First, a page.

Ainsworth, Henry

, an eminent English nonconformist divine, who flourished in the latter end of the sixteenth, and beginning of the seventeenth centary, but it is not known when or where he was born. In 1590 he joined the Brownists, and by his adherence to that sect shared in their persecutions. He was well versed in the Hebrew language, and wrote many excellent commentaries on the holy scriptures which gained him great reputation. The Brownists having fallen into great discredit in England, they were involved in many fresh troubles and difficulties; so that Ainsworth at length quitted his country, and fled to Holland, whither most of the nonconformists, who had incurred the displeasure of queen Elizabeth’s government, had taken refuge. At Amsterdam Mr. Johnson and he erected a church, of which Ainsworth was the minister. In conjunction with Johnson he published, in 1602, “A confession of faith of the people called Brownists;” but being men of violent spirits, they split into parties about certain points of discipline, and Johnson excommunicated his own father and brother: the presbytery of Amsterdam offered their mediation, but he refused it. This divided the congregation, half of which joining Ainsworth, they excommunicated Johnson, who made the like return to that party. The contest grew at length so violent, that Johnson and his followers removed to Embden, where he died soon after, and his congregation dissolved. Nor did Mr. Ainsworth and his adherents live long in harmony, for in a short time he left them, and retired to Ireland; but when the heat and violence of his party subsided, he returned to Amsterdam, and continued with them until his | death. Dr. Heylyn’s account of their contentions at Amsterdam, sufficiently shows what implicit obedience some men expect who are not much inclined to pay it, either to the church or the state.

Ainsworth’s learned writings, however, were esteemed even by his adversaries, who, while they refuted his extravagant tenets, yet paid a proper deference to his abilities; particularly Dr. Hall, bisbop of Exeter, who wrote with great strength of argument against the Brownists. But nothing could have effect upon him, or make him return home so he died in exile. His death was sudden, and not without suspicion of violence for it is reported, that having found a diamond of great value, he advertised it; and when the owner, who was a Jew, came to demand it, he offered him any gratuity he would desire. Ainsworth, though poor, requested only of the Jew, that he would procure him a conference with some of his rabbis, upon the prophecies of the Old Testament relating to the Messiah, which the Jew promised; but not having interest to obtain such a conference, it was thought that he contrived to get Ainsworth poisoned. This is said to have happened in 1622. He was undoubtedly a person of profound learning, and deeply read in the works of the rabbis. He had a strong understanding, quick penetration, and wonderful diligence.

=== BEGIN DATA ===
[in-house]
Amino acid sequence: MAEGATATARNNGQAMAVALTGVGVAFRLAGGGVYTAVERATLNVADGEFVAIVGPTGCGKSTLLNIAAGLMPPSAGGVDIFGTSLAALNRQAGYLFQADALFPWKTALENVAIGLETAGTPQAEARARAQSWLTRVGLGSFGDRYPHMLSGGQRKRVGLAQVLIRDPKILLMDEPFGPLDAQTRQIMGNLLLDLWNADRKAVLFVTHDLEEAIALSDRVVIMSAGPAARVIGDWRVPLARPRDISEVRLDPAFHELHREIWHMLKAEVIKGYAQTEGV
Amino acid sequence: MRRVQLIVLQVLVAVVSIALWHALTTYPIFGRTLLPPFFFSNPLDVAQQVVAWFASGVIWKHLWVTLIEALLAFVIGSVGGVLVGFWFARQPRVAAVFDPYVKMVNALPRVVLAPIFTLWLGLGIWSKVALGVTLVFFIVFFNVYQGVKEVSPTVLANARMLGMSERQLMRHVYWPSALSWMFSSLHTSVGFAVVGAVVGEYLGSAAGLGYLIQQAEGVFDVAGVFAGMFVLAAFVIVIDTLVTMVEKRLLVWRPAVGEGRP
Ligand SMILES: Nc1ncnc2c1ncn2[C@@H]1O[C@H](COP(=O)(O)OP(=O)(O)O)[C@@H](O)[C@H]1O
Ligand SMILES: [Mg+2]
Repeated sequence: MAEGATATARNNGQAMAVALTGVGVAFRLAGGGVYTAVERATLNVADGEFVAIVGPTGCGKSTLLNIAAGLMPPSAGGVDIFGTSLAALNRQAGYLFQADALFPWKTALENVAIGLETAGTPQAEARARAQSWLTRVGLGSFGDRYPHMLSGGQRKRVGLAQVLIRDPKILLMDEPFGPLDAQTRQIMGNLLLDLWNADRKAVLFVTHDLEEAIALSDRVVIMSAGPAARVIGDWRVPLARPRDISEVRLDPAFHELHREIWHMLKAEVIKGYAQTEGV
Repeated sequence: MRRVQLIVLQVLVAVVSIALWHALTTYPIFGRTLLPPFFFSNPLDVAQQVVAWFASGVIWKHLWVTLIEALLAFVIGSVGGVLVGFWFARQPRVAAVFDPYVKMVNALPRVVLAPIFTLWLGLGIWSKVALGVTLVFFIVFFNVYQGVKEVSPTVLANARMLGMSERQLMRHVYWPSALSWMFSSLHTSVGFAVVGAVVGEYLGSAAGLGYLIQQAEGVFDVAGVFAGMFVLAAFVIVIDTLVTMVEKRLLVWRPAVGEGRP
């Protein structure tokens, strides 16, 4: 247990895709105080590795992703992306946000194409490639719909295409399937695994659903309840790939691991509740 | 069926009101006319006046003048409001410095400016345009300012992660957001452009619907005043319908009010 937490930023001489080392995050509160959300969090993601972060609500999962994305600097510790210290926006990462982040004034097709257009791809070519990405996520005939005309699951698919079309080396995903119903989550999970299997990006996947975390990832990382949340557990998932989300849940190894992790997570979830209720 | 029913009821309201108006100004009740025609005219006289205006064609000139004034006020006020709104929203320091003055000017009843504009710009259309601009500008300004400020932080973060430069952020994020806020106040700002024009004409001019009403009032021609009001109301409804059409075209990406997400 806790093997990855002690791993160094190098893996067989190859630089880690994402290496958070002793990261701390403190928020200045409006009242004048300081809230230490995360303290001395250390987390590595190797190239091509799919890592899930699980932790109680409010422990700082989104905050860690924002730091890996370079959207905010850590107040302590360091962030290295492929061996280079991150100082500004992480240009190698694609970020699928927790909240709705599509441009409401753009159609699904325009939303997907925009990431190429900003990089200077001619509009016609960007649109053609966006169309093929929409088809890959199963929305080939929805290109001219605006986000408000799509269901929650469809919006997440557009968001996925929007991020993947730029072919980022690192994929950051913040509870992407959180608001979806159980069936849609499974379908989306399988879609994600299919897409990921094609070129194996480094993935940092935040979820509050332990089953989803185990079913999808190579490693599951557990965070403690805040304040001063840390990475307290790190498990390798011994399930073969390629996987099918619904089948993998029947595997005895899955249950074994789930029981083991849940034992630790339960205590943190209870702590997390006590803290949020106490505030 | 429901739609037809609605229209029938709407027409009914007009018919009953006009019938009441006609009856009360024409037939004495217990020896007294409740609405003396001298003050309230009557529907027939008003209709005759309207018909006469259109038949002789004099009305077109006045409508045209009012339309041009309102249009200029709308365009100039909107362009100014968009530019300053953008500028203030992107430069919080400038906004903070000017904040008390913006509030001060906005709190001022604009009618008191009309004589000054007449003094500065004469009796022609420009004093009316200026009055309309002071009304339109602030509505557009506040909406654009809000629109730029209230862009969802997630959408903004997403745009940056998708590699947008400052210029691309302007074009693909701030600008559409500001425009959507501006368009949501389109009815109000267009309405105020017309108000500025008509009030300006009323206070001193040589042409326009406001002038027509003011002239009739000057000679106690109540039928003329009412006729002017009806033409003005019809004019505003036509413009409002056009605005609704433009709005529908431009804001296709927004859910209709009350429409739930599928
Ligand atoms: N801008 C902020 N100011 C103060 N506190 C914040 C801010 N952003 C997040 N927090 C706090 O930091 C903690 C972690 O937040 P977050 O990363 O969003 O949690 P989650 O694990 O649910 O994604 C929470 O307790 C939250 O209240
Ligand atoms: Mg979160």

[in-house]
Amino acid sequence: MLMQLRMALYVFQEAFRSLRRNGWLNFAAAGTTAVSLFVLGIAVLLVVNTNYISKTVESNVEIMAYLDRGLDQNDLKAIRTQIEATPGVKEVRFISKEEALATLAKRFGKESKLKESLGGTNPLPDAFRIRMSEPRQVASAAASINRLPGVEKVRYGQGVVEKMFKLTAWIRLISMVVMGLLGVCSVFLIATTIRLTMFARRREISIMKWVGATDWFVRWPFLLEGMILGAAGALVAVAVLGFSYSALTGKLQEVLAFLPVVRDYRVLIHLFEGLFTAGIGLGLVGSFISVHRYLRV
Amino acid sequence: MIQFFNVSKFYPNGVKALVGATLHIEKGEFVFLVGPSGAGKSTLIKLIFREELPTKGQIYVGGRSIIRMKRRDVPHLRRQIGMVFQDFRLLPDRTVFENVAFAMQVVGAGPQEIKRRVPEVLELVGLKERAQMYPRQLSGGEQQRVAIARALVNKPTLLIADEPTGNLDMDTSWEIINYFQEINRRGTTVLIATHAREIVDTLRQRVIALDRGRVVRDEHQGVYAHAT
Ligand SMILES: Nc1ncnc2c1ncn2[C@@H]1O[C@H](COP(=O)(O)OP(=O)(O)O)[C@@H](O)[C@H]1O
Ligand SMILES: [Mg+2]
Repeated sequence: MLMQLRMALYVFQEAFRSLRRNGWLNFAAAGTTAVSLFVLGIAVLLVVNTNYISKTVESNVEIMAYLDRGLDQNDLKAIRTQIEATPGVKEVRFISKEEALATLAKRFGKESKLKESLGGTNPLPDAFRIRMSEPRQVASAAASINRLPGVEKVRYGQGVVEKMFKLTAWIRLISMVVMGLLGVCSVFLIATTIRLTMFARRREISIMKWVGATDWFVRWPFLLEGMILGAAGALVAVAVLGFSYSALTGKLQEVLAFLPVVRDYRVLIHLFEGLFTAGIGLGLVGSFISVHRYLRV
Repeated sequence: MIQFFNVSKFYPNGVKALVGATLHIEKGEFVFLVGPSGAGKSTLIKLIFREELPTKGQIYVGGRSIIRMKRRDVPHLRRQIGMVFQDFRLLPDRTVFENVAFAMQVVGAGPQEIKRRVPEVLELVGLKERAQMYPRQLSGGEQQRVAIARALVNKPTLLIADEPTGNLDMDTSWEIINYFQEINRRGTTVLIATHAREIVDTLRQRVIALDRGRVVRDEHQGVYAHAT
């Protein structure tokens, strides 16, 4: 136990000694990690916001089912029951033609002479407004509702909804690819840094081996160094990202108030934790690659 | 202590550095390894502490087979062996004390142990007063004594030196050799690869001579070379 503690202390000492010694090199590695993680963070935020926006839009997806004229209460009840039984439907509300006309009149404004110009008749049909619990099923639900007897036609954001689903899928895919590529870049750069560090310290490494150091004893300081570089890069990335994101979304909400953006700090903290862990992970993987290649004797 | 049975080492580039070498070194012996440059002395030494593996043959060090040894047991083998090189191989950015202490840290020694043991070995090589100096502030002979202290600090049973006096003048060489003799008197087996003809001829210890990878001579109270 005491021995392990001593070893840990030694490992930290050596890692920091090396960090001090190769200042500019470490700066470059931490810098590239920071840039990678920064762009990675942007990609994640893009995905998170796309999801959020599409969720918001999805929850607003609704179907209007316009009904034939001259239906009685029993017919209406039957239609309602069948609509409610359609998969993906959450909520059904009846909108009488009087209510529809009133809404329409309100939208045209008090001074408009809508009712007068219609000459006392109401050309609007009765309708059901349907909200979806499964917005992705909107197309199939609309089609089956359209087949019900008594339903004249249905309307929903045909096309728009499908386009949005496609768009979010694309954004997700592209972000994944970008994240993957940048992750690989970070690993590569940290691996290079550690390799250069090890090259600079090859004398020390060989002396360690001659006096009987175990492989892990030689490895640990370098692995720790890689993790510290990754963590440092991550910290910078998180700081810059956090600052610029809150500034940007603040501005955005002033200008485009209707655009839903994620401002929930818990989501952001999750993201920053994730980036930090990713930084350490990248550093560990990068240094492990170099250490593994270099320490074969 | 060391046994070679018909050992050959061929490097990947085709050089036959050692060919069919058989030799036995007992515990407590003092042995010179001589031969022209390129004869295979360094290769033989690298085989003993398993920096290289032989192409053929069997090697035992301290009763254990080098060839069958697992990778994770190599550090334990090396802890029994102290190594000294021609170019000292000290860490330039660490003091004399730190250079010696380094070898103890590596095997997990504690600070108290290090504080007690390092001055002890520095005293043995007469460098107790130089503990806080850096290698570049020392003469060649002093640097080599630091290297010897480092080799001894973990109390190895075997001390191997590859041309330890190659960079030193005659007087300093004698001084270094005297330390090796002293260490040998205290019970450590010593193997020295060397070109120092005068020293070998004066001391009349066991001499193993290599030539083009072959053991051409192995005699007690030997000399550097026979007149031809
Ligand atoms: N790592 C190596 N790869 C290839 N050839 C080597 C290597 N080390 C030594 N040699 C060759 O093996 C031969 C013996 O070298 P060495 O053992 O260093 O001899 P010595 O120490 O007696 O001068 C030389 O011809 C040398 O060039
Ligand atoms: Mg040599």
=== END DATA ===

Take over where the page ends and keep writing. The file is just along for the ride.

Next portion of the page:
His most esteemed works are his annotations on some books of the Bible. Those on the Psalms were printed 1612, 4to; on the Pentateuch, 2 vols. 4to, 1621, and again in 1627, fol. and 1639; which last edition Wendler and Vogt have inserted among scarce books. The Song of Solomon, which makes part of this volume, was printed separately in 1623, 4to. He published also several treatises of the controversial kind, as, 1. “A Counter-poison against Bernard and Crashaw,1608, 4to, and 1612, which Anthony Wood improperly attributes to Henry Jacob. Bishop Hall answered this tract; yet, whenever he mentions Ainsworth, it is with the highest praise as a man of learning. 2. “An Animadversion on Mr. Richard Clyfton’s Advertisement, who, under pretence of answering Charles Lawne’s book, hath published another man’s private letter, with Mr, Francis Johnson’s answer thereto; which letter is here justified, the answer hereto refuted, and the true causes of the lamentable breach that has lately fallen out in the English exiled church at Amsterdam, manifested: | printed at Amsterdam, by Giles Thorp, Aid. 1613,” 4to; 3. “A treatise of the Communion of Saints;” 4. “A treatise of the Fellowship that the Faithful have with God, his Angels, and one with another, in this present life, 1615,” 8vo; 5. “The trying out of the Truth between John Ainsworth and Henry Ainsworth, the one pleading for, and the other against popery,” 4to; 6. “An Arrow against Idolatry;” 7. “Certain Notes of Mr. Ainsworth’s last Sermon on 1 Pet. ii. 4, 5, printed in 1630,” 8vo. 1


Biog. Brit.—Heylyn’s Hist. of the Presbyterians, p. 374, 375.—Neal’s Hist. Of the Puritans.